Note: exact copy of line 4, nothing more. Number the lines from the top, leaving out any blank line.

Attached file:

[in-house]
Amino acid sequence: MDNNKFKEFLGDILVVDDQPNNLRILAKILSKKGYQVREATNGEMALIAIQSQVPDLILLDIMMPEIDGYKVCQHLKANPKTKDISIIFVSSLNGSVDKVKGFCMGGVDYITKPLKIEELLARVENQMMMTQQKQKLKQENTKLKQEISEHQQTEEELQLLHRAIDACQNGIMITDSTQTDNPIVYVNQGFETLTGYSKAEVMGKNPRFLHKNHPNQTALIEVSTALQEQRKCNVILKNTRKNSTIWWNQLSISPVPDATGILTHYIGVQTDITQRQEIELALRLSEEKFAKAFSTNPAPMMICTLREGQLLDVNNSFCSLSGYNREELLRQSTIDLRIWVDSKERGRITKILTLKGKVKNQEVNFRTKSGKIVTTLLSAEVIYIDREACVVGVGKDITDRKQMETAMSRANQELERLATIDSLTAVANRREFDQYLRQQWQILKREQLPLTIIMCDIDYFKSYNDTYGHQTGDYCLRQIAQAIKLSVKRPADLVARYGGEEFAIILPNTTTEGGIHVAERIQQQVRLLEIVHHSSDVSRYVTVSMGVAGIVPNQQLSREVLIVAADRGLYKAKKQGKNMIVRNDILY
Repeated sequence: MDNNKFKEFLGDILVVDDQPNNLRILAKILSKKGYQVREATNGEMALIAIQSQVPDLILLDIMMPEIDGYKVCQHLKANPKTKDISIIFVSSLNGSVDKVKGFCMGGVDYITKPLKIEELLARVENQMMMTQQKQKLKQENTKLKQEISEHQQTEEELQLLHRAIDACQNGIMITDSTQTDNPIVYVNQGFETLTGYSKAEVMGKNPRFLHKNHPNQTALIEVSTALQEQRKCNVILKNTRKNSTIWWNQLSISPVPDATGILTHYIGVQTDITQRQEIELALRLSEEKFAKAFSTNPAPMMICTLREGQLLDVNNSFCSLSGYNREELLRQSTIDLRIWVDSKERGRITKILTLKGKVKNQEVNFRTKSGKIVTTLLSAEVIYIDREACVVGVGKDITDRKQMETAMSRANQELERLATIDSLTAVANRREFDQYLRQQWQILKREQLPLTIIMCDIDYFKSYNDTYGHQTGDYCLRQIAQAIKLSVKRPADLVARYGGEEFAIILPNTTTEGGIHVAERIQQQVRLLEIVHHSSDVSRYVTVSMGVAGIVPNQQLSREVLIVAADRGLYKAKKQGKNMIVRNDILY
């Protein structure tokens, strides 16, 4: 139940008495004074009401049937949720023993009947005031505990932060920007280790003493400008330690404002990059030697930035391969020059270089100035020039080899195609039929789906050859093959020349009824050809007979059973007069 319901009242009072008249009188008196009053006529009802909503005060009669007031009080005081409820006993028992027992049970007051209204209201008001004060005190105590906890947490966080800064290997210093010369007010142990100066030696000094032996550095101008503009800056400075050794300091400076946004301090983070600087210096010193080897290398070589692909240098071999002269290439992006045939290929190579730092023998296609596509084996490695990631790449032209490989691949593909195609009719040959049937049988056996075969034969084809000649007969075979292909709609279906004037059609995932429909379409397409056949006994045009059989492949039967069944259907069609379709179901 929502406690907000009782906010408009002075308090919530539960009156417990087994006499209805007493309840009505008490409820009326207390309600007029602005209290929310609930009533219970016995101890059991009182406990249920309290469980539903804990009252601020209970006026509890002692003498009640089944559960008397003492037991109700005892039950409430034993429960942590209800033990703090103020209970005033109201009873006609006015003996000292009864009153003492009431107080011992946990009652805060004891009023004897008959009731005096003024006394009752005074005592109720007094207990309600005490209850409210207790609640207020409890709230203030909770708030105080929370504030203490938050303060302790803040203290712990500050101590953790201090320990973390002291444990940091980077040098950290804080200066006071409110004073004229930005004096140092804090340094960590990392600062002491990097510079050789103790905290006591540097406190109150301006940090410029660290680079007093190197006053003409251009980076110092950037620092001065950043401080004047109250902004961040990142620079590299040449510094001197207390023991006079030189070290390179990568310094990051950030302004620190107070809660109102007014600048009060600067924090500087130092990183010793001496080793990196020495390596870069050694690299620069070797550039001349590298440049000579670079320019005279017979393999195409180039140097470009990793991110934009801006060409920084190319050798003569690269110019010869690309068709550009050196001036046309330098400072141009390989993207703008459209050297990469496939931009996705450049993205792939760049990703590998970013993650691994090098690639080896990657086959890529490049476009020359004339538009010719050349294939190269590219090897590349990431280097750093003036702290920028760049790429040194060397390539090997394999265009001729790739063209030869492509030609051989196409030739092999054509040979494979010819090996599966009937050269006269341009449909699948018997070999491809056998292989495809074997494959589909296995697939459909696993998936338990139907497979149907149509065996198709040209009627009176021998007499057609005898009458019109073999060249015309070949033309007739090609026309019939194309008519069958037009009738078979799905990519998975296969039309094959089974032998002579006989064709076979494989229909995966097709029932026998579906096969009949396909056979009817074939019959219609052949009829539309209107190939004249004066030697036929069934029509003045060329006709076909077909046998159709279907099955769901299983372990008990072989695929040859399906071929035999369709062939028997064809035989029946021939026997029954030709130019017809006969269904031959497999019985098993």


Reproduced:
């Protein structure tokens, strides 16, 4: 139940008495004074009401049937949720023993009947005031505990932060920007280790003493400008330690404002990059030697930035391969020059270089100035020039080899195609039929789906050859093959020349009824050809007979059973007069 319901009242009072008249009188008196009053006529009802909503005060009669007031009080005081409820006993028992027992049970007051209204209201008001004060005190105590906890947490966080800064290997210093010369007010142990100066030696000094032996550095101008503009800056400075050794300091400076946004301090983070600087210096010193080897290398070589692909240098071999002269290439992006045939290929190579730092023998296609596509084996490695990631790449032209490989691949593909195609009719040959049937049988056996075969034969084809000649007969075979292909709609279906004037059609995932429909379409397409056949006994045009059989492949039967069944259907069609379709179901 929502406690907000009782906010408009002075308090919530539960009156417990087994006499209805007493309840009505008490409820009326207390309600007029602005209290929310609930009533219970016995101890059991009182406990249920309290469980539903804990009252601020209970006026509890002692003498009640089944559960008397003492037991109700005892039950409430034993429960942590209800033990703090103020209970005033109201009873006609006015003996000292009864009153003492009431107080011992946990009652805060004891009023004897008959009731005096003024006394009752005074005592109720007094207990309600005490209850409210207790609640207020409890709230203030909770708030105080929370504030203490938050303060302790803040203290712990500050101590953790201090320990973390002291444990940091980077040098950290804080200066006071409110004073004229930005004096140092804090340094960590990392600062002491990097510079050789103790905290006591540097406190109150301006940090410029660290680079007093190197006053003409251009980076110092950037620092001065950043401080004047109250902004961040990142620079590299040449510094001197207390023991006079030189070290390179990568310094990051950030302004620190107070809660109102007014600048009060600067924090500087130092990183010793001496080793990196020495390596870069050694690299620069070797550039001349590298440049000579670079320019005279017979393999195409180039140097470009990793991110934009801006060409920084190319050798003569690269110019010869690309068709550009050196001036046309330098400072141009390989993207703008459209050297990469496939931009996705450049993205792939760049990703590998970013993650691994090098690639080896990657086959890529490049476009020359004339538009010719050349294939190269590219090897590349990431280097750093003036702290920028760049790429040194060397390539090997394999265009001729790739063209030869492509030609051989196409030739092999054509040979494979010819090996599966009937050269006269341009449909699948018997070999491809056998292989495809074997494959589909296995697939459909696993998936338990139907497979149907149509065996198709040209009627009176021998007499057609005898009458019109073999060249015309070949033309007739090609026309019939194309008519069958037009009738078979799905990519998975296969039309094959089974032998002579006989064709076979494989229909995966097709029932026998579906096969009949396909056979009817074939019959219609052949009829539309209107190939004249004066030697036929069934029509003045060329006709076909077909046998159709279907099955769901299983372990008990072989695929040859399906071929035999369709062939028997064809035989029946021939026997029954030709130019017809006969269904031959497999019985098993």